In species where young are provisioned by both parents, males commonly contribute less to parental care than females, and are less responsive to variation in begging rates. Similar differences in the care of young occur among adults in cooperative breeders, but fewer studies have investigated whether these are associated with differences in responsiveness. Here, we present results from a playback experiment investigating responsiveness to begging in the meerkat (Suricata suricatta), a cooperatively breeding mammal. Although increased begging rate raised the feeding rate of adults of both sexes, there was no consistent tendency for females to be more responsive than males. However, when we examined changes in the proportion of food items found that were fed to pups (generosity), we found that females were more responsive than males to increased begging rate. These results can be explained in terms of sex differences in dispersal: in meerkats, females are philopatric and receive considerable benefits from investing in young, both directly, by increasing group size, and indirectly, by recruiting helpers if they inherit the breeding position. In addition, they emphasize that generosity provides a more sensitive measure of responsiveness to begging than feeding rate, as it accounts for variation in foraging success. © 2008 The Royal Society.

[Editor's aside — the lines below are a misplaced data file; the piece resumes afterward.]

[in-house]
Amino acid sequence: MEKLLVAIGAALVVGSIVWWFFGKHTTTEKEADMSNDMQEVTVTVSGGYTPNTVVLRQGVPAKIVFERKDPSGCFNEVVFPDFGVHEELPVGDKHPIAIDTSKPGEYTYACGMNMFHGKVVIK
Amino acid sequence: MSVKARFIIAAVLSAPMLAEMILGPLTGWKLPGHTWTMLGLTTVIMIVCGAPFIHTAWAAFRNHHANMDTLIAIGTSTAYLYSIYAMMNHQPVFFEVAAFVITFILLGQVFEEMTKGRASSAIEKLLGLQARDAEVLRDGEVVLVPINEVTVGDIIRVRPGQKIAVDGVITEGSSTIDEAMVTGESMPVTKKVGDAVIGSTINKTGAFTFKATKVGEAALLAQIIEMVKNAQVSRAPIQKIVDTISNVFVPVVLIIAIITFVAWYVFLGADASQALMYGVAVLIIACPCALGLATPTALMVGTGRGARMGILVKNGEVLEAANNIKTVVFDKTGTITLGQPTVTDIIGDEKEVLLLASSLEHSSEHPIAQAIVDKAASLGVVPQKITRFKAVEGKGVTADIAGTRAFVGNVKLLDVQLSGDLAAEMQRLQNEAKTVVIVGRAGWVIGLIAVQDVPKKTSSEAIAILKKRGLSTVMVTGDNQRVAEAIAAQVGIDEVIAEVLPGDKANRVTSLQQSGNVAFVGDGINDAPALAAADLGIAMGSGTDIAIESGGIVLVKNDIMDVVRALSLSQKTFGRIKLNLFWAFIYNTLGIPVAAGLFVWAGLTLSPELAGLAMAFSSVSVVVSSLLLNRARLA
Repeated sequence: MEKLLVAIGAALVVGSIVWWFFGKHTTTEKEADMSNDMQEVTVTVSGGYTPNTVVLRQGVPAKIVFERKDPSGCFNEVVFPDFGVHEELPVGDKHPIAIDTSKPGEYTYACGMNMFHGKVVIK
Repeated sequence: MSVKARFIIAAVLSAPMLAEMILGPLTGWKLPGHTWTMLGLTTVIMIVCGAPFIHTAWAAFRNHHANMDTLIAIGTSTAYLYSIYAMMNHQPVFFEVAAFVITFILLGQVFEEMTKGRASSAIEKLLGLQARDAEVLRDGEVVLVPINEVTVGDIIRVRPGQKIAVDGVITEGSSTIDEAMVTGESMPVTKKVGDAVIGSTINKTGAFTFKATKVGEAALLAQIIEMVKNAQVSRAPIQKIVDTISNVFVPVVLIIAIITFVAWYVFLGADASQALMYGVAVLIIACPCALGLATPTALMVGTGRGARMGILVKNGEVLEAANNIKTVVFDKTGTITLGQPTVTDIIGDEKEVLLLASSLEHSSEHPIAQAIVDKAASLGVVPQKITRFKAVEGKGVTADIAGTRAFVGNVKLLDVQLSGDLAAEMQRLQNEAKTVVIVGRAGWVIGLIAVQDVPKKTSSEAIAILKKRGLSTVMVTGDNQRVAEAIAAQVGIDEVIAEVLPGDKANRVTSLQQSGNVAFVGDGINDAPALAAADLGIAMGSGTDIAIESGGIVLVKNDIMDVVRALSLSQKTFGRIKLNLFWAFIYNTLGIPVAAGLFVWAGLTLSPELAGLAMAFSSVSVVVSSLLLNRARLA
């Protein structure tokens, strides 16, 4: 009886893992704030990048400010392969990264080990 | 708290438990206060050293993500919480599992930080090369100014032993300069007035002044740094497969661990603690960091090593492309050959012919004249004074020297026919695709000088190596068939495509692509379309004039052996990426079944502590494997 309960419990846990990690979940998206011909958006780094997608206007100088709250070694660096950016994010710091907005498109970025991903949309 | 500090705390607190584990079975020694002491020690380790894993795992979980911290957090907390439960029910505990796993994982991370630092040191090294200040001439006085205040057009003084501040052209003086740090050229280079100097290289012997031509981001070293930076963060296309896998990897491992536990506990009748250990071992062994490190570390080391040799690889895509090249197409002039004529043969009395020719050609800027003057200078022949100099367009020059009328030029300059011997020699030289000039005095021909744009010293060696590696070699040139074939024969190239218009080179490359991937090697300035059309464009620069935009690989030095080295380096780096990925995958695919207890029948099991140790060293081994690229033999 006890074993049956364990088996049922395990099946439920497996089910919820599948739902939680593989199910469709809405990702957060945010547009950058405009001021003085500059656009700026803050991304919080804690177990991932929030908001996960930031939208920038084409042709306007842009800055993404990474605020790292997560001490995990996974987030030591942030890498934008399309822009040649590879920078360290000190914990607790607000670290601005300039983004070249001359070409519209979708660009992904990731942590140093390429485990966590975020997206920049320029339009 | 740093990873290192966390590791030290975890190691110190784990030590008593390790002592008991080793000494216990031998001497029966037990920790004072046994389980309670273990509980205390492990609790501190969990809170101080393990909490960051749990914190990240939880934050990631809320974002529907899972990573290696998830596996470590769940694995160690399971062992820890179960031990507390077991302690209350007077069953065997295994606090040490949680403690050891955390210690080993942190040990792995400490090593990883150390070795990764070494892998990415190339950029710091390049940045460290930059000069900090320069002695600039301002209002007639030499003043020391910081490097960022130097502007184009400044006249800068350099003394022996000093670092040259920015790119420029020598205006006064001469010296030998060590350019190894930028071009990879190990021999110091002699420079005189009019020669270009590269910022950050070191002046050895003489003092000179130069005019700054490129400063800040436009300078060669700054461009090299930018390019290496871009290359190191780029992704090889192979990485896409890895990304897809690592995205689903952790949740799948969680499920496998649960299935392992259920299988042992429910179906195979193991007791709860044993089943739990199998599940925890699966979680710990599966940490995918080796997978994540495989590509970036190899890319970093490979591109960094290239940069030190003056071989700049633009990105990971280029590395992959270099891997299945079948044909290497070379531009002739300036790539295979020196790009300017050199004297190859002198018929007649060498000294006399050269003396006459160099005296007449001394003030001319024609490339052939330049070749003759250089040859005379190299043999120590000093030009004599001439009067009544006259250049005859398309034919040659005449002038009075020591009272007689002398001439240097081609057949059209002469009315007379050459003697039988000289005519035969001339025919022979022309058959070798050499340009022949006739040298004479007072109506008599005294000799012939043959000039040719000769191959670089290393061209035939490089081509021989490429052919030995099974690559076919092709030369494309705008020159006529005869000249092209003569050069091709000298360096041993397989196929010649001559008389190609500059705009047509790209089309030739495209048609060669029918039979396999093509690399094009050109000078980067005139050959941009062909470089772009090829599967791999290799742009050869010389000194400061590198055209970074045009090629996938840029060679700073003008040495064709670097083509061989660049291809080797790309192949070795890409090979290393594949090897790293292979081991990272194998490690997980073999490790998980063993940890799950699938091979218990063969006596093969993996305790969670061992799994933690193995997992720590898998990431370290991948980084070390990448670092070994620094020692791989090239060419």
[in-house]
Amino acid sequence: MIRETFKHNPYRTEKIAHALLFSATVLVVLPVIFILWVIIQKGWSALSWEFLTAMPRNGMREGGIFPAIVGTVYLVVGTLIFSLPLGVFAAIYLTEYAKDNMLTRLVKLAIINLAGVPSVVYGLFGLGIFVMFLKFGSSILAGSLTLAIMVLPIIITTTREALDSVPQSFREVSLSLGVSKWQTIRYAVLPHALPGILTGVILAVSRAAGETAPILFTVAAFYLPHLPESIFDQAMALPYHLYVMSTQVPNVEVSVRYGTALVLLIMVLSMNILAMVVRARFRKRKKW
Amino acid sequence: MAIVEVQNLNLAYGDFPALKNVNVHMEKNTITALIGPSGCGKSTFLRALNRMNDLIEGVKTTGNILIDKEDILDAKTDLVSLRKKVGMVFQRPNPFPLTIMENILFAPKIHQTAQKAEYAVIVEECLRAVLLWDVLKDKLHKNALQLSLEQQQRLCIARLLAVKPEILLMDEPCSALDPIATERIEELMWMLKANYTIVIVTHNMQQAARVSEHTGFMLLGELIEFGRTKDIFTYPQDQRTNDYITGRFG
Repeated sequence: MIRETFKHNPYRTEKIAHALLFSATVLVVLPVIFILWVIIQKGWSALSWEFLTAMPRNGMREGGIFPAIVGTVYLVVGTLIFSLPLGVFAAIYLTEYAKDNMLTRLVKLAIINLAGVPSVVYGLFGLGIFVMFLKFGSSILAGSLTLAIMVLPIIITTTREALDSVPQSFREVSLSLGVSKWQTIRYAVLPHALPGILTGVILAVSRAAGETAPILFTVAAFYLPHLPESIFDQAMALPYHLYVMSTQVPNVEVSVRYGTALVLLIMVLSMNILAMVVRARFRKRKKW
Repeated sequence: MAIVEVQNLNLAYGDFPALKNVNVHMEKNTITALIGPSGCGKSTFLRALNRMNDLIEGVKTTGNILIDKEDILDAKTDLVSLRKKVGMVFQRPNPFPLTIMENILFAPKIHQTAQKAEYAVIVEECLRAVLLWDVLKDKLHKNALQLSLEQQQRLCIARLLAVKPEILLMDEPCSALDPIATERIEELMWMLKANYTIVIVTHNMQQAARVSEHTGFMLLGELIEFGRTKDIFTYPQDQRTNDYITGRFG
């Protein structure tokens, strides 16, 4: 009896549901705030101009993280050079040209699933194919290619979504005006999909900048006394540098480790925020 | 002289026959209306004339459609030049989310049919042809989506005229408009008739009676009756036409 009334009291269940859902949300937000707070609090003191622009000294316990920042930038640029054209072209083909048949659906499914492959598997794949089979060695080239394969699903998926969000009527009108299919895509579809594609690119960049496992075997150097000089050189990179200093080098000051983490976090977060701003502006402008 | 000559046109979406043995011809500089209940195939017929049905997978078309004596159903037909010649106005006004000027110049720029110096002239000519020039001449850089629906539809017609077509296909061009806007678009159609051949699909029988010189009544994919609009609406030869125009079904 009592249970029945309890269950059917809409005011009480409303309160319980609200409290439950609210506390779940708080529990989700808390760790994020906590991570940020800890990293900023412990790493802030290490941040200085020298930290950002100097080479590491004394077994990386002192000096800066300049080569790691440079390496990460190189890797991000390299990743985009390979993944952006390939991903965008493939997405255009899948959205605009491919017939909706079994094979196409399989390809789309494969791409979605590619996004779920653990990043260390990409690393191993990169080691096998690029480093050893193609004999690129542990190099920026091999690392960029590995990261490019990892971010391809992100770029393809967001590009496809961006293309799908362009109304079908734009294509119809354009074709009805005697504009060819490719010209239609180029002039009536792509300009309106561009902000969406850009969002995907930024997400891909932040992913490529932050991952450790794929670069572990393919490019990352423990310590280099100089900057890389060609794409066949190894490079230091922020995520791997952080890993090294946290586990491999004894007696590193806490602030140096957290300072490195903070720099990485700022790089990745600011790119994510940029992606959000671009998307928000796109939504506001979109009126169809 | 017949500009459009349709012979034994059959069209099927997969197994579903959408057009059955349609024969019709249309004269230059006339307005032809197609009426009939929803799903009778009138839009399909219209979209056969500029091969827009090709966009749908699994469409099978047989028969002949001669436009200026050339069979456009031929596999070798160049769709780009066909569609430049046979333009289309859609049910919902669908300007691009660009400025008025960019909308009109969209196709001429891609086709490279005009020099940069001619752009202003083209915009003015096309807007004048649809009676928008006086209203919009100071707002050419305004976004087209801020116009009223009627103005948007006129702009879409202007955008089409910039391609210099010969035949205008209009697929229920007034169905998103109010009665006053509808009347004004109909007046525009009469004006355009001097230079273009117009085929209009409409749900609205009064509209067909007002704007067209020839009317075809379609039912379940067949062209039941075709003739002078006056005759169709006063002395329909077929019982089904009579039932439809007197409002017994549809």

ASJC Scopus subject areas
- Agricultural and Biological Sciences(all)
- Agricultural and Biological Sciences (miscellaneous)